Meet Dunstan Power
Dunstan Power, co-founder and director at ByteSnap Design, is a chartered electronics engineer providing design, production and support in electronics to customers.
Having graduated with a degree in engineering from Cambridge University, Dunstan has been working in the electronics industry since 1992, and in 2004 founded Diglis Design Ltd, an electronic design consultancy, where he developed many successful electronic board and FPGA designs.
Here, Dunstan shares why Alex Ferguson epitomises teamwork and how essential optimism is to business stamina…
Question 1: What do you currently do at ByteSnap?
ByteSnap is an electronics and software design consultancy founded by myself and Graeme Wintle.
ByteSnap helps market-leading technology-based companies and innovative start-ups design their next-generation products. We design the hardware (circuit boards or PCBs) and software for electronic devices, such as medical devices and electric vehicle charge posts, spanning several markets – Internet of Things/Smart Home, Energy and Industrial, to name a few.
My background is as an electronics engineer and Graeme’s as a software engineer.
Effectively, the company has grown with myself looking after the electronics/product design side of the business and Graeme leading the software team. We’ve taken on all the other responsibilities of running ByteSnap, too. For me, that’s principally sales and marketing, and overseeing the financial side, while Graeme looks after operations.
Question 2: What was the inspiration behind your business?
Graeme and I worked together in an electronics design consultancy in the 1990s and early noughties and that was where we learned our trade in consulting.
I then went self-employed in the mid-noughties and began getting enquiries for consultancy alongside my contract work.
The firm that Graeme and worked for closed their European office in 2007, leaving customers who needed servicing.
We also saw a gap in the market for a new business equally focused on both embedded electronics design and software development – rather than being just one with the other either outsourced or bolted on. So, we decided to set up ByteSnap to focus on both the electronics and the software.
We’ve had customers from day one and the business has grown steadily ever since.
Question 3: Who do you admire?
Ex-Man United boss Alex Ferguson, who demonstrated time and again the power of teamwork.
He managed to build three football teams effectively from scratch, and go back to the start and rebuild the squad and each time, winning the Premier League multiple times. Though the players were of varying ability, he created a sense of teamwork and focus that allowed them to perform above their individual talents.
For me, this just shows the power of getting teams to really work together towards a shared goal.
The other person is Elon Musk.
While I don’t agree with every single thing he does and stands for, he presents an optimistic, futuristic technology vision. We have serious global issues to tackle such as climate change; however, Elon Musk has shown that you can address those things whilst still having a positive view of the future and of what technology can achieve.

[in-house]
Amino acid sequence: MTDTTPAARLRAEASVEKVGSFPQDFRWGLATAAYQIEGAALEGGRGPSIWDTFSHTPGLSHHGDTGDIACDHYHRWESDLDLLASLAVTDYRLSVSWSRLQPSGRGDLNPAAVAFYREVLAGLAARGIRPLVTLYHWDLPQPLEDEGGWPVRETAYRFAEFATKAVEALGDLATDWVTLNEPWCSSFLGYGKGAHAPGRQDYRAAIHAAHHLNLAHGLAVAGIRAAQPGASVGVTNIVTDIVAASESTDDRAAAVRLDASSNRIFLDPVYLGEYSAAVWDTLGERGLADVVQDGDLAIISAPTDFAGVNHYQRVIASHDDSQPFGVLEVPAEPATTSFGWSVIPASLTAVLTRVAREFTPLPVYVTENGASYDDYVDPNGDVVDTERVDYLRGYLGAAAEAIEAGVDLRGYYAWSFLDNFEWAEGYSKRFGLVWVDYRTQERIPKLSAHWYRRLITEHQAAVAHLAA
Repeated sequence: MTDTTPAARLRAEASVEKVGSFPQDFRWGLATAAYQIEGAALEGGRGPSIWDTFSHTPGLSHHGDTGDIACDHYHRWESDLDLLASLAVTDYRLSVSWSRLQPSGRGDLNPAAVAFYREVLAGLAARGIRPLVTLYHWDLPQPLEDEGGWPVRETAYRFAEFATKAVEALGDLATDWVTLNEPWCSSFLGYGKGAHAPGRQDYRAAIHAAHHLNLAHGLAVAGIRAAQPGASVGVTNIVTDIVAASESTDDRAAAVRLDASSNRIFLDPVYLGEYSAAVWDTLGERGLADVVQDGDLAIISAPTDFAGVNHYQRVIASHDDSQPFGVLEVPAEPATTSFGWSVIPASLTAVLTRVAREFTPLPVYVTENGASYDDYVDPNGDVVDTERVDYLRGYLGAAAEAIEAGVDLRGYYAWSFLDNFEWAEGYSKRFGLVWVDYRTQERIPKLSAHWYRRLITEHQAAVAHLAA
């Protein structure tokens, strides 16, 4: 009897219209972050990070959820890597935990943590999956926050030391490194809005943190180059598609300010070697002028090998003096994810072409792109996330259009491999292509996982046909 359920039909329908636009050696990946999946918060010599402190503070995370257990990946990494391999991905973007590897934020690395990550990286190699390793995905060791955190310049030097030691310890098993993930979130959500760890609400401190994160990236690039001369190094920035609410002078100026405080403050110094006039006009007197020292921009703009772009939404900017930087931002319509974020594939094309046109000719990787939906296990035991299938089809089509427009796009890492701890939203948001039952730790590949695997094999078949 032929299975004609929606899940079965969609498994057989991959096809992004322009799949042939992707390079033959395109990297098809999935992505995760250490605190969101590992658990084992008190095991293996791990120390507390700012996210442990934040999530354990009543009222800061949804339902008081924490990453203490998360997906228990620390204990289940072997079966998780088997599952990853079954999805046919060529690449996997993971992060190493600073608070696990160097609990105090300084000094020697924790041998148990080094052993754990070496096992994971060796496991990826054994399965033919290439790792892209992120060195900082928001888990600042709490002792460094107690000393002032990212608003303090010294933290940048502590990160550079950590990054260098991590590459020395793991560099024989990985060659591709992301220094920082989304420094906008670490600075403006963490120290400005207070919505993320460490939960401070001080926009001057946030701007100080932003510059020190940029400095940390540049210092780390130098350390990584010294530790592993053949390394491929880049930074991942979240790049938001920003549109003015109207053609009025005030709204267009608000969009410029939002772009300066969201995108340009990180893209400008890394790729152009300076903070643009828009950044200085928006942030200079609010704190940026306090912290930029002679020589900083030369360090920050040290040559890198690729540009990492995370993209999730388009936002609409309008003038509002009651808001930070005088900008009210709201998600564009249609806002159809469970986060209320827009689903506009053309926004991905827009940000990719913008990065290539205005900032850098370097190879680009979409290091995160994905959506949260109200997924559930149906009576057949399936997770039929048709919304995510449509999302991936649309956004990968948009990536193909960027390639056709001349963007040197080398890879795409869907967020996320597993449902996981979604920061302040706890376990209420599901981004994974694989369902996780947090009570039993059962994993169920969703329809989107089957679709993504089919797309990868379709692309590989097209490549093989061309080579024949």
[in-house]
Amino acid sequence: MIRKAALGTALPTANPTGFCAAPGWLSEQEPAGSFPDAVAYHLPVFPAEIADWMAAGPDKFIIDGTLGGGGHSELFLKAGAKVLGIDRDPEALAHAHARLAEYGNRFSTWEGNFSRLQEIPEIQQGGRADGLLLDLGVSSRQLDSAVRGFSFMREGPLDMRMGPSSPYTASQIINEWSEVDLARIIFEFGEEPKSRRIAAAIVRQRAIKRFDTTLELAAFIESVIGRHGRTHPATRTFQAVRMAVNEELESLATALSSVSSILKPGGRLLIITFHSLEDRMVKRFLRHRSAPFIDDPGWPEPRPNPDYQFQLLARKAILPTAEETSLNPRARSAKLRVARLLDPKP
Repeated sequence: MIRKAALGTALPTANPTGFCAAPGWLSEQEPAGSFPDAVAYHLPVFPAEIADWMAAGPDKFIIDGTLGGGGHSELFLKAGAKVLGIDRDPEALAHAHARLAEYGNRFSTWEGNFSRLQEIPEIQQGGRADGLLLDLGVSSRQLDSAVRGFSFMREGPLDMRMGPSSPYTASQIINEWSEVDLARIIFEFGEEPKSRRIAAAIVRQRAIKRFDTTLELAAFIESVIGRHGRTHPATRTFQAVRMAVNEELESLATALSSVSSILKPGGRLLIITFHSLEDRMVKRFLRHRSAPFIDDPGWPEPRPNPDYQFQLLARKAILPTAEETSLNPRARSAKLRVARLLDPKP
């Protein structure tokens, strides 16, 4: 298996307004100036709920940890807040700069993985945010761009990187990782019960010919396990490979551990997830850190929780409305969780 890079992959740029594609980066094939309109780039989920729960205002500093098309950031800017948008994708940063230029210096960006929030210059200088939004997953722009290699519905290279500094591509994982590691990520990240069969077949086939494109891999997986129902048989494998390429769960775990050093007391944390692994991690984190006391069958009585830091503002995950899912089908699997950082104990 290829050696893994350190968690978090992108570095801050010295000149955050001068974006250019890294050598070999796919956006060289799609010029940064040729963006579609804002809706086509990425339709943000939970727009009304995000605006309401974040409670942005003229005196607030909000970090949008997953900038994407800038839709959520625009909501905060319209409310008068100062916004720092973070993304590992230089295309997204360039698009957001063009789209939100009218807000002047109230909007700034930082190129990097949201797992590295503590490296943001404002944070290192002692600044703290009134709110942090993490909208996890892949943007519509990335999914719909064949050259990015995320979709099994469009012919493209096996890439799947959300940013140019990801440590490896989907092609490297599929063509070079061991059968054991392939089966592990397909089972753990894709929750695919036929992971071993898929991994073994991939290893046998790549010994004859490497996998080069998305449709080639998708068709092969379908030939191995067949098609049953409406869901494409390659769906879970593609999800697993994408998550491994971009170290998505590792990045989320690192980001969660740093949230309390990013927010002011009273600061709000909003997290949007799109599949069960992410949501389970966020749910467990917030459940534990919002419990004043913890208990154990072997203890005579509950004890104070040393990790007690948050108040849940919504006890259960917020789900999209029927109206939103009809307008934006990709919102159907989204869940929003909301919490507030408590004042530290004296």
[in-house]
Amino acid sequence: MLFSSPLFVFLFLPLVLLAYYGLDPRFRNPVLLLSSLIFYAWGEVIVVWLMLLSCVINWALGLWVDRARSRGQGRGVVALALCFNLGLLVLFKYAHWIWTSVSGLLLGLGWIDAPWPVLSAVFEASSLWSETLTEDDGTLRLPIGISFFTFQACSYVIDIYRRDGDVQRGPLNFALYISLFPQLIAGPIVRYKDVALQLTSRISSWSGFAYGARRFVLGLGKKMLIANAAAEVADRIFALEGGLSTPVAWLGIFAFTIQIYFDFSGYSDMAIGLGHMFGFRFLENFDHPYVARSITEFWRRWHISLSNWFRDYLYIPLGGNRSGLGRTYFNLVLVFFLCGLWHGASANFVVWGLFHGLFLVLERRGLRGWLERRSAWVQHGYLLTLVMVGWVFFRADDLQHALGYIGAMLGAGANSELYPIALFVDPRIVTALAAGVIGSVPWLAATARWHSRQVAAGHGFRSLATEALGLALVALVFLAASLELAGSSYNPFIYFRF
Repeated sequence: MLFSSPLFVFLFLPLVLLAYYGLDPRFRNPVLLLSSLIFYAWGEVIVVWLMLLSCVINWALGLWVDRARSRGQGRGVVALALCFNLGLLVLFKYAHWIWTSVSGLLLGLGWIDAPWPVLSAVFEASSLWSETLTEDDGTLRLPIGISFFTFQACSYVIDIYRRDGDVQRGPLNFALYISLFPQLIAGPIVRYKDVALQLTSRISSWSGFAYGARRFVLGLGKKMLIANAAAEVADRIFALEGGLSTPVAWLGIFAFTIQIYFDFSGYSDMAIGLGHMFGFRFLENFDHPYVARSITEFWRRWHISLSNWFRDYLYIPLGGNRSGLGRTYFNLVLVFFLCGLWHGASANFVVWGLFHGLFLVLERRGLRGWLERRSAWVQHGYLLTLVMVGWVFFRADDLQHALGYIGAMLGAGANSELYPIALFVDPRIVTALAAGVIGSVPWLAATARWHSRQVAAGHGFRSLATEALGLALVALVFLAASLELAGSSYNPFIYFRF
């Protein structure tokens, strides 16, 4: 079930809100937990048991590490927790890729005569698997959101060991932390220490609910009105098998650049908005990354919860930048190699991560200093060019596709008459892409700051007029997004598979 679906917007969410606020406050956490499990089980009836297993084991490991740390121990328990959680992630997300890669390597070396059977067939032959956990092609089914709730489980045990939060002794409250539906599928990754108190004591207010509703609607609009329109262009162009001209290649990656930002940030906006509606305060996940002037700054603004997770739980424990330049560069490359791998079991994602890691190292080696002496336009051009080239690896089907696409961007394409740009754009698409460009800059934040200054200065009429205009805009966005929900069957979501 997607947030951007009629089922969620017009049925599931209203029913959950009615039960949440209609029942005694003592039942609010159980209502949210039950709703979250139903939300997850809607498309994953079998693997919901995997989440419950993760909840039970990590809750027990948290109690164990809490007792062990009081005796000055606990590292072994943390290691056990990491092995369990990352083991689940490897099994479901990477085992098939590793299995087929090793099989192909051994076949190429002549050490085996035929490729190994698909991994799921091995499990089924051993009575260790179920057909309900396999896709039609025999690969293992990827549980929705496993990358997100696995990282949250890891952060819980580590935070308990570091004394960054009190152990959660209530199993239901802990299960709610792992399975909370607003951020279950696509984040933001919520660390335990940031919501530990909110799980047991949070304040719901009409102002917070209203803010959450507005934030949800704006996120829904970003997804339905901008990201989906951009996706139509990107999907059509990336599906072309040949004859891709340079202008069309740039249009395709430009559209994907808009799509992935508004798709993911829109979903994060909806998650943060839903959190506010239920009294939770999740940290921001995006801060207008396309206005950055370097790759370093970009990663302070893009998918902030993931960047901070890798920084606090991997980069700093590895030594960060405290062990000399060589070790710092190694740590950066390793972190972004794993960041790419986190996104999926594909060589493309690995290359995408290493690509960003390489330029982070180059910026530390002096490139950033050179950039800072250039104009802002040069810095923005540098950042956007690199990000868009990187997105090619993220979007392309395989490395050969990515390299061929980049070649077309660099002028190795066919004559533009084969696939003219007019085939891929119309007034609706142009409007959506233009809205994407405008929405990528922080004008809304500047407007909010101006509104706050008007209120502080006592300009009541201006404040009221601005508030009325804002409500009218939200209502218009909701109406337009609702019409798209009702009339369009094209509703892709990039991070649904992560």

Question 4: Looking back, is there anything you would have done differently?
I’d say two things…
Firstly, recruiting and growing faster; not super-fast, but accelerating with a bit more confidence.
Secondly, investing more in internal intellectual property at an earlier stage; allowing those developments some extra focus; overcoming the challenge of that very fine balance between customer projects and internal projects.
Question 5: What defines your way of doing business?
At ByteSnap, we pride ourselves on being a “safe pair of hands”.
Product design is inherently a risky process and it’s essential to us that customers know and trust that we have the deep technical expertise to deliver. Sometimes, there are great technical challenges that need surmounting – but once you set out, you have to succeed.
Complimenting that is our traditional business model – the customer pays us to do the work and then they get the IP at the end of it – rather than having complex, opaque licencing formats, or royalties-based arrangements. We prefer a straightforward, easy-to-understand way of doing business with our customers.
Question 6: What advice would you give an entrepreneur starting out?
Don’t be afraid to take risks. In fact, risks are absolutely essential because if you’re afraid to take risks, it’s impossible to grow your business.
I doubt there are many pessimist entrepreneurs. Stay positive.
You need a team – and be sure to have the right people on your team. I think starting your company by yourself can be a lonely, difficult path. It’s best to work alongside people who complement your skills and challenge you with a different mindset, but whom you get on with!
If you’re a go-go-go person, you need people who are dotting the I’s and crossing the T’s – really looking after the detailed side of running the business.
But, as a management team, it’s crucial not to focus on the negative; be aware of those threats but stay optimistic – and always be on the lookout for opportunities.
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